Context or other IT in place
The clinic health system "first implemented an internally developed [electronic health record] EHR system in 1995; adding modules and enhancements over time. At the time of study initiation, the system included chart notes, laboratory tests and imaging re
Workflow-Related Findings
"At all three sites combined, nurses spent only a small proportion of their time (1.1 minutes per hour) on prescription or formulary related facsimiles or phone calls, there was no significant difference in this proportion between e-prescribing and paper-based sites (weighted mean difference, -0.2 minutes; -1.3, 1.0 (CI))."
"Medical assistants at the e-prescribing sites ... spent significantly more time examining charts and paperwork (5.3 minutes, 0.6, 9.9 (CI)).... There was no significant difference between e-prescribing and paper-based sites in the proportion of time that medical assistants spent on prescription or formulary related facsimiles or phone calls (0.6 minutes; -0.4, 1.5 (CI))."
"The results of our study revealed that e-prescribing did not greatly disrupt prescriber or staff workflow."
"On average, prescribers at the two e-prescribing sites spent significantly less time ... per hour (-3.0 minutes; -5.6, -0.2 CI) on writing tasks than prescribers at the paper-based site ... Conversely, prescribers at the e-prescribing sites spent more time per hour on computer-based tasks (3.9 minutes; 0.3, 7.5 CI). These changes offset each other, there was no significant increase in the total amount of time spent on handwritten and computing tasks, combined, at the e-prescribing sites (1.0 minutes; -3.4, 5.3)."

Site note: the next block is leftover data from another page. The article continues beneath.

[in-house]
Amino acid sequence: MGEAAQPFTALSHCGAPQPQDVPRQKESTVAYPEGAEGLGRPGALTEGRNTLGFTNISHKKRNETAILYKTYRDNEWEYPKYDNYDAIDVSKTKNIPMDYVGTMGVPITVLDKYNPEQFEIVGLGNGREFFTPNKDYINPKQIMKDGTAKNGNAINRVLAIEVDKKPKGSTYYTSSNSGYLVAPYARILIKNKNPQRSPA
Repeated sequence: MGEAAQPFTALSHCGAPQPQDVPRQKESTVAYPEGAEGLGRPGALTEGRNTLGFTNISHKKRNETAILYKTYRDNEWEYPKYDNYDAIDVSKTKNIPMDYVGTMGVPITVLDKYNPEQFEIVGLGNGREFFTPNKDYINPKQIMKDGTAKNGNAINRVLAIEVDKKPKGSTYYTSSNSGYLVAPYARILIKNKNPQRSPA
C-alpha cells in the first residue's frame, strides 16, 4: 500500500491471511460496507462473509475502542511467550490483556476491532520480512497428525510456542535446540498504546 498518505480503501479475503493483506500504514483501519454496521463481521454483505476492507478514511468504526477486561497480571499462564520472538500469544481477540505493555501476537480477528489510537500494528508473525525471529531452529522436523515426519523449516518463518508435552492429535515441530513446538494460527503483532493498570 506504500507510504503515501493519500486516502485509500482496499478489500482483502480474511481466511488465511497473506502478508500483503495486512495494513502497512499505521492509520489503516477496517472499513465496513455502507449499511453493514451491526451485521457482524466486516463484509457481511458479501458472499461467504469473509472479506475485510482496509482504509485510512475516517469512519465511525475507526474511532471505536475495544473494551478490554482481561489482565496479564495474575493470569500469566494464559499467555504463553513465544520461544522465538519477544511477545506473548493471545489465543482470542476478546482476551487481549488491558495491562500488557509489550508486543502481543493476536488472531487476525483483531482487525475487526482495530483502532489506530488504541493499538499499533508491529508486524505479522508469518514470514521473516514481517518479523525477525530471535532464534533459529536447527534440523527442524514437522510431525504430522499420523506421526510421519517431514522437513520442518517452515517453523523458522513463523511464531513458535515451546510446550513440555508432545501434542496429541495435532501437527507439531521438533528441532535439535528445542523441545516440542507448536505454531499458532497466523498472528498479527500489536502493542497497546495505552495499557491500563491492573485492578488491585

"Prescribers at the paper-based site spent a higher proportion of their time examining patients and relatively less time talking with colleagues."
"After adjustment for site, prescriber and type of prescription (new/renew) handwritten prescription[s] took fractionally less time than e-prescription[s] events (adjusted mean difference: 12.0 seconds; -1.6, 25.6 CI)."
"Nurses at the e-prescribing sites spent approximately five minutes more per hour on the computer than their counterparts at the paper-based site (5.4 minutes; 0.0, 10.7 (CI)). Although nurses spent slightly less time on writing tasks (-0.9 minutes; -2.5, 0.7 (CI)) at the e-prescribing sites, this was not statistically significant and did not offset additional computing time."
"Nurses at the paper-based site spent more time on other miscellaneous tasks, most frequently, restocking examination rooms, examining patients, looking for charts, or unoccupied."
Study Design
Only postintervention with intervention and control groups
Study Participants
Twenty-seven out of 33 prescribers (physicians, physician assistants, and advanced registered nurse practitioners) agreed to participate.